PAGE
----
> or not. A few rest bits of posix compatibility are useless.
>
> People cannot restrain themselves from using some non-portable features,

True.

> While you may applaud them, I can't
> understand it.

I can be short about that, never considered POSIX as a dividing line of portable and non-portable. Only as a dividing line of Unix-like and not Unix like.

I'm sure as a dos user you can sympathize.

> They did, but ... old code was removed, patches were rejected, etc. These
> are not technical limitations but human ones. They only want to promote
> themselves and their ideals, not help others port the actual technical
> code. (Yes, I'm mostly thinking GNU snobs here, but there are others too,
> see below.)

So the noble forces of the old and useless gathered and forked in response? Maybe I missed it, WHERE did they go too ? :-)

Rugxulo(R)

Homepage

Usono,
07.07.2013, 01:52

@ marcov

FPC 16-bit

> Yes. But that is more context of declaring Windows XP dead. Or Vista. Or
> pre 3.x Linux kernels. Not natively hosted 8086 compilers anno 2013

Yes, because when I'm writing software, I really need to think first, not about what the project actually needs, but "what is popular?" and "what is the latest tech bandwagon to jump on?".

8086 software still runs, even on modern descendants. It doesn't care what year it is. If it didn't run, perhaps you'd have a point. However, people don't think of minimal requirements, they only see what's in front of them, and then only code for that.

The whole point of mentioning "8086" was to list a minimal subset for accomplishing some reasonable goals. It's not absolute. It was just an example of trying to restrict the millions of options available (that often conflict) in an effort to simplify and (maybe) target a larger audience than whatever "new" (incompatible) is being overly promoted these days.

> Maybe. Maybe if I dedicate my life I can also do it in 250kb. Or 128kb. Or
> whatever.

It wasn't meant to be an absolute metric, just an honest question: how much will ever be enough??

MS literally spent an extra billion dollars on the XBox 360 just to make them all come with 512 (instead of 256) MB of RAM. Nowadays, both XBox One and PS4 will come with 8 GB (though some big chunk of that is reserved for OS, I think). The original XBox only had 64 MB, and older consoles (PS1?) much much smaller (2 MB??). Heck, I think the Atari Lynx had 64 kb. Can't remember for Game Boy, GBC, NES, but it was probably 4 kb (plus whatever VRAM). The Atari 2600 was like 256 bytes!!!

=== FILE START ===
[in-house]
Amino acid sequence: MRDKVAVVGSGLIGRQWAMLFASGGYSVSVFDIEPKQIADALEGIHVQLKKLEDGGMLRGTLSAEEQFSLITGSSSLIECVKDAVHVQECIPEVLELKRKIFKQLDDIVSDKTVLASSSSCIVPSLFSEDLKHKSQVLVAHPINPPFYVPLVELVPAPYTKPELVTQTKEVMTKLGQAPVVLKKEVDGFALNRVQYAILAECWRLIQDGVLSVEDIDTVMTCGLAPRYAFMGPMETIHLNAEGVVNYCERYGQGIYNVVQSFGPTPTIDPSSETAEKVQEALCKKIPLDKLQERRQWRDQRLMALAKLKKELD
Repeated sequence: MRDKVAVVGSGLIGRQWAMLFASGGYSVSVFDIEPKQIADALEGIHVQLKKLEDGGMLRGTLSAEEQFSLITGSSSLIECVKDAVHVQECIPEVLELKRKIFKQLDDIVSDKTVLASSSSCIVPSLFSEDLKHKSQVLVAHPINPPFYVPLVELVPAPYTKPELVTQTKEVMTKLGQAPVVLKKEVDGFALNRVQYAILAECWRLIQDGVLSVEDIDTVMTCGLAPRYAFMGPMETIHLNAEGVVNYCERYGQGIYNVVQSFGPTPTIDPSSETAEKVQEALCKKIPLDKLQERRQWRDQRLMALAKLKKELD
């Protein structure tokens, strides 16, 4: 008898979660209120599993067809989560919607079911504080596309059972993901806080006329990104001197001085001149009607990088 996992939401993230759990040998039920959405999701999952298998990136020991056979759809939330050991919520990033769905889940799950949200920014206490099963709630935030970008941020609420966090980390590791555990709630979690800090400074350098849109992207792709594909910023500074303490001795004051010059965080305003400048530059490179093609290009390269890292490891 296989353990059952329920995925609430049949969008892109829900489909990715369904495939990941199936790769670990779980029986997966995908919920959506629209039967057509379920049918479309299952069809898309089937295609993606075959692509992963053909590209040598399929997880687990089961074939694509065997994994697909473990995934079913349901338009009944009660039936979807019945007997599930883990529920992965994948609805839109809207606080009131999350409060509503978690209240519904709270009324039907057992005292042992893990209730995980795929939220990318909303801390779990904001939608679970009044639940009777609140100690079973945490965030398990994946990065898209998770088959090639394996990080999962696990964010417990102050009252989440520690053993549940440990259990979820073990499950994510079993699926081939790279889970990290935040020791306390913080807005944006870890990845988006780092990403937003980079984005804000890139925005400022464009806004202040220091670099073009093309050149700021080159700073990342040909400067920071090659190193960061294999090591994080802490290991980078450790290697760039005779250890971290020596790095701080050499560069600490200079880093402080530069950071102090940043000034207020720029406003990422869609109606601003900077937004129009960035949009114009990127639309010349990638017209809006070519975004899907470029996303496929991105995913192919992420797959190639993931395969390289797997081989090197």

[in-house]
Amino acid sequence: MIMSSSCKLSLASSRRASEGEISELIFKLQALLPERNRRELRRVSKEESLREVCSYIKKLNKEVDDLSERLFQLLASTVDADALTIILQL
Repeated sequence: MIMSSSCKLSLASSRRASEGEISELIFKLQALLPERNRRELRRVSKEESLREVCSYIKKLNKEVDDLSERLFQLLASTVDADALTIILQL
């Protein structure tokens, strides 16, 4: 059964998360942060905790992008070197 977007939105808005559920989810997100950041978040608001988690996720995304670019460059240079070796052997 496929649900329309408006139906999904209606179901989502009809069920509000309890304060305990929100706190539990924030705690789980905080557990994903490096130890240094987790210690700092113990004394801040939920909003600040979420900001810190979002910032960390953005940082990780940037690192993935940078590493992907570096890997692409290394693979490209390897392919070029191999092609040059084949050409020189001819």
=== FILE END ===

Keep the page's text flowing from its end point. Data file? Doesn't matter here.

> TARGET support. You tried to change it to HOST support.

Because it's been done successfully dozens of times! Sue me for not thinking it's impossible.

> Yes, even FASM. You know the end of a software tools discussion
> approaches if fasm is declared the pinnacle of development tools

It's too tiring to be diplomatic with you here. You've obviously
never used FASM nor read up on it or else you wouldn't say that.
FASM is very very far from being "only" a minimal assembler.

> > You know full well that FreeBSD isn't limited to servers, not even by
> > design.
>
> I never said that. But that is its main use, and thus anything used to
> gauge its usage should account for that.

We already know what the "modern" world thinks of FreeBSD, especially in light of Mac OS X.

> Because [MS?] are Unix licensee and have had their own *nix since years of
> yonder?

SFU is deprecated and to be removed eventually, just like the POSIX subsystem. No, I don't think MS licenses UNIX (tm) at all, and they long long ago sold off all their Xenix stuff. These days, they are wholly interested in exclusively "drinking their own champagne" (only using their own tech).

> I can be short about that, never considered POSIX as a dividing line of
> portable and non-portable. Only as a dividing line of Unix-like and not
> Unix like.

POSIX was originally meant to be a compromise between SYSV and BSD. Unfortunately, it's not really a good starting ground for software
(unless you literally don't care about others like decent Windows support ... it's beyond ridiculous to require a POSIX shell there).

Sorry if I don't see "POSIX only" as any better than "Windows only".

> I'm sure as a dos user you can sympathize.

Nobody sympathizes with anybody. I can show you several software websites (well, at least two) that flat out "mock" their own older versions (Win9x and DOS, respectively), which gave them their start. If you can't even sympathize with yourself, your history, who the hell can you respect??

But why respect anybody when we're so obviously superior in "2013"?? Oh, those fools of 2007, 2001, 1995 ... how stupid they were! Good thing our favorite software (whatever flavor of the month) is going to function and be supported forever.

> > They did, but ... old code was removed, patches were rejected, etc.
> These
> > are not technical limitations but human ones. They only want to promote
> > themselves and their ideals, not help others port the actual technical
> > code.
>
> So the noble forces of the old and useless gathered and forked in response?
> Maybe I missed it, WHERE did they go too ?

Yes, you missed it. Of course you missed it, how could you not? If you don't stay in contact with such groups, how would you ever know? Especially if you haven't booted up a DOS (or compatible) in several years, how could you know?

"I don't see it, therefore it doesn't exist."